Top Cuomo administration officials today outlined the regulations that will control the state’s new medical marijuana program, which Gov. Andrew Cuomo signed into law in July—rules they claimed aim to treat the long-illegalized substance like any other prescription drug, but set a high bar for producing and providing it to patients.
“We’re trying to treat medical marijuana as much like other controlled substances as we can,” said Terence O’Leary, deputy secretary for public safety, on a conference call with reporters.
Nonetheless, Mr. Cuomo’s team described a system of rules that would require qualifying patients—only those with severe ailments such as HIV infection, epilepsy, Lou Gehrig’s Disease, Parkinson’s Disease or a severe spinal injury—to obtain approval and an identification card from a state-certified physician, and to get their prescription from a state-certified pharmacist at a special state-certified dispensary. The physicians and pharmacists in turn must be New York residents and will be required to take a four-hour course before they can obtain state accreditation. The patients must live in or be receiving treatment in the state.
New York will issue just five licenses to as-yet unformed companies, which will be wholly responsible for growing, processing, transporting and dispensing the drug. All such work must be done entirely in-state, and each private company will be allowed to operate just two dispensaries—the geographic distribution of which has yet to be determined.
If located on the same thoroughfare as a school or religious institution, a dispensary must sit at least 1,000 feet away. For now, the drug will be available only in the form of a pill or oil, and the law does not allow for smoking the substance, though it does permit patients to vaporize and inhale it—which Mr. O’Leary said studies had found was the best way to use it.
“Inhaled vaporized marijuana is both more effective and preferred by patients over smoked marijuana,” he said
The state has yet to set prices for the product, though the regulations allow the licensed companies to provide the drug to low-income patients at a reduced or waived price, as the governor’s office anticipates private insurers will not cover the cost of the drug. The state will levy a seven percent tax on the product, with 22.5 percent of the revenue going to the county where drug is manufactured, 22.5 percent to the county where it is purchased, five percent to the state Office of Alcohol and Substance Abuse Services, five percent to the Department of Criminal Justice and the remaining 45 percent committed to the state’s general fund.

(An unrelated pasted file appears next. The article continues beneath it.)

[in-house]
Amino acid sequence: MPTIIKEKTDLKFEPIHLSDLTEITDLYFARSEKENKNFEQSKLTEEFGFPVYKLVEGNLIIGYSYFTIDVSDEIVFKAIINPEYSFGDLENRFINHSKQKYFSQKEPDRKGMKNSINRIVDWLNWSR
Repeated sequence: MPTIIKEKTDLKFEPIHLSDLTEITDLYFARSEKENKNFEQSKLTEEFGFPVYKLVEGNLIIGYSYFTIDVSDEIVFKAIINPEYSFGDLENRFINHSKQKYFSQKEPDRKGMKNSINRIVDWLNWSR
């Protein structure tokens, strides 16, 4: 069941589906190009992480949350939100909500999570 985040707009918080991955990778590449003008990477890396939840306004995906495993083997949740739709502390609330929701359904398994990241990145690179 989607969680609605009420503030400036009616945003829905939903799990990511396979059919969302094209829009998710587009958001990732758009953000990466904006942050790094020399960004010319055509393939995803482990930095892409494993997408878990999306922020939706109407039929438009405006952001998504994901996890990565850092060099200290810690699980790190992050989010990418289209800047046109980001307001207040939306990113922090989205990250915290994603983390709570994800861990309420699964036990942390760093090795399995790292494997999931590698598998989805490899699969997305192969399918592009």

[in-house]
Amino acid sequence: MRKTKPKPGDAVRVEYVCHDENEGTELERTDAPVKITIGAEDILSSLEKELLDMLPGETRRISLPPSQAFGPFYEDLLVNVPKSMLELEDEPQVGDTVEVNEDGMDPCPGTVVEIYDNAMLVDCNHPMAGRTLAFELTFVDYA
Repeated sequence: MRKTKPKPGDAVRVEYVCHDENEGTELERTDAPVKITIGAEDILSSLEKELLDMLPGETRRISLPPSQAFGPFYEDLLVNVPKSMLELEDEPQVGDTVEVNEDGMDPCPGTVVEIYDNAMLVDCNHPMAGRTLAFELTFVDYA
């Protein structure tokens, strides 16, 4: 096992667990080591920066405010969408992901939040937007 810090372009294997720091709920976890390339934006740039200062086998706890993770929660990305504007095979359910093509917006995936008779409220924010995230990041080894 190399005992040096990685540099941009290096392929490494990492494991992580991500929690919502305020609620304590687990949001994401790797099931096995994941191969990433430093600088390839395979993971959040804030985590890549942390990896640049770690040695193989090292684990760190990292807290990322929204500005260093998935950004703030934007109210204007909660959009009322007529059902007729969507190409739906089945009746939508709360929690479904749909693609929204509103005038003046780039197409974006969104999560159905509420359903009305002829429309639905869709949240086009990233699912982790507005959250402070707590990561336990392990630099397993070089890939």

The producers and dispensers will have to pay a whopping $10,000 application fee and an additional $200,000 license fee, the latter being refundable should the company not receive state approval. Still, the administration said they expect a high number of applicants hoping to enter the budding industry.
“We don’t expect there to be any lack of interest,” said Sandi Toll, assistant counsel to the governor.
Patients will have to pay a $50 fee for state certification, though New York will waive the fee if the person can prove financial hardship. There are no estimates yet on how much green the state or the dispensers will see.
The administration said the regulations were the result of a months-long consulting and engagement process with advocacy groups, parents, politicians, the federal Department of Justice and several of the 22 other states with similar programs in place.
“The goal of this program is to permit the safe and effective use of approved medical marijuana products, while also safeguarding against the diversion of marijuana,” said Courtney Burke, Mr. Cuomo’s deputy secretary for health and mental hygiene.
The administration said that it expects the program to be running by January 2016.